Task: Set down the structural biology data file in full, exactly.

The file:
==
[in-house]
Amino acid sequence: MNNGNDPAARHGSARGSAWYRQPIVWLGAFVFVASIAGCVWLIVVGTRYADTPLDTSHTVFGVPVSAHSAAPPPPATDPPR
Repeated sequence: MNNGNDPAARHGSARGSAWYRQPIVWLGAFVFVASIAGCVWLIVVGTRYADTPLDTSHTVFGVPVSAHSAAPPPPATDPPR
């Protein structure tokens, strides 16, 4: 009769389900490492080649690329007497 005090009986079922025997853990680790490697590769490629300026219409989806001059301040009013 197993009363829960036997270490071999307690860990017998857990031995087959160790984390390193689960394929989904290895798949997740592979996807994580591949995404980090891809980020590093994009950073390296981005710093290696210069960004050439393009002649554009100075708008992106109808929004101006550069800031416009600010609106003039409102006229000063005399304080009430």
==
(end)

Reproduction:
[in-house]
Amino acid sequence: MNNGNDPAARHGSARGSAWYRQPIVWLGAFVFVASIAGCVWLIVVGTRYADTPLDTSHTVFGVPVSAHSAAPPPPATDPPR
Repeated sequence: MNNGNDPAARHGSARGSAWYRQPIVWLGAFVFVASIAGCVWLIVVGTRYADTPLDTSHTVFGVPVSAHSAAPPPPATDPPR
């Protein structure tokens, strides 16, 4: 009769389900490492080649690329007497 005090009986079922025997853990680790490697590769490629300026219409989806001059301040009013 197993009363829960036997270490071999307690860990017998857990031995087959160790984390390193689960394929989904290895798949997740592979996807994580591949995404980090891809980020590093994009950073390296981005710093290696210069960004050439393009002649554009100075708008992106109808929004101006550069800031416009600010609106003039409102006229000063005399304080009430």